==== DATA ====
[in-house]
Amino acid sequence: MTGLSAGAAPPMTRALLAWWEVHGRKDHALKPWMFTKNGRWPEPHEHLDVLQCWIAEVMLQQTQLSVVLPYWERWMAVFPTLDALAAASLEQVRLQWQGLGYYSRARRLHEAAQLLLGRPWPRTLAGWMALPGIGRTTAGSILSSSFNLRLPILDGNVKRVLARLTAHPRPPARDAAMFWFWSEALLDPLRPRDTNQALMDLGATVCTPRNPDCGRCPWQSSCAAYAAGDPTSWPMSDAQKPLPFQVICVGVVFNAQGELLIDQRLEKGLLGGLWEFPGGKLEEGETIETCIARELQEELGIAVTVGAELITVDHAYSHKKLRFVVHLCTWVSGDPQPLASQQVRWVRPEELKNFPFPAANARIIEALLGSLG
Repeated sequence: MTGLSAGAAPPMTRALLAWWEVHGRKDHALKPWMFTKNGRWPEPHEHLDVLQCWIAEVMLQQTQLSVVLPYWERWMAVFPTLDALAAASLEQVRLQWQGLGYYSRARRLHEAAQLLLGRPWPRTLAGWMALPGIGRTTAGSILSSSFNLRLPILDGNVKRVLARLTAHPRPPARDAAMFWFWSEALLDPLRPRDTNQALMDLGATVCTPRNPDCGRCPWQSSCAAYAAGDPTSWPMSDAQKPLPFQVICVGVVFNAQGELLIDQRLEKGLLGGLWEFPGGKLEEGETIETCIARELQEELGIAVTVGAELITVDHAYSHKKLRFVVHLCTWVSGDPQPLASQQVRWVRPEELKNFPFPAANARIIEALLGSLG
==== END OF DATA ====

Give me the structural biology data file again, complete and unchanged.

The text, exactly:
[in-house]
Amino acid sequence: MTGLSAGAAPPMTRALLAWWEVHGRKDHALKPWMFTKNGRWPEPHEHLDVLQCWIAEVMLQQTQLSVVLPYWERWMAVFPTLDALAAASLEQVRLQWQGLGYYSRARRLHEAAQLLLGRPWPRTLAGWMALPGIGRTTAGSILSSSFNLRLPILDGNVKRVLARLTAHPRPPARDAAMFWFWSEALLDPLRPRDTNQALMDLGATVCTPRNPDCGRCPWQSSCAAYAAGDPTSWPMSDAQKPLPFQVICVGVVFNAQGELLIDQRLEKGLLGGLWEFPGGKLEEGETIETCIARELQEELGIAVTVGAELITVDHAYSHKKLRFVVHLCTWVSGDPQPLASQQVRWVRPEELKNFPFPAANARIIEALLGSLG
Repeated sequence: MTGLSAGAAPPMTRALLAWWEVHGRKDHALKPWMFTKNGRWPEPHEHLDVLQCWIAEVMLQQTQLSVVLPYWERWMAVFPTLDALAAASLEQVRLQWQGLGYYSRARRLHEAAQLLLGRPWPRTLAGWMALPGIGRTTAGSILSSSFNLRLPILDGNVKRVLARLTAHPRPPARDAAMFWFWSEALLDPLRPRDTNQALMDLGATVCTPRNPDCGRCPWQSSCAAYAAGDPTSWPMSDAQKPLPFQVICVGVVFNAQGELLIDQRLEKGLLGGLWEFPGGKLEEGETIETCIARELQEELGIAVTVGAELITVDHAYSHKKLRFVVHLCTWVSGDPQPLASQQVRWVRPEELKNFPFPAANARIIEALLGSLG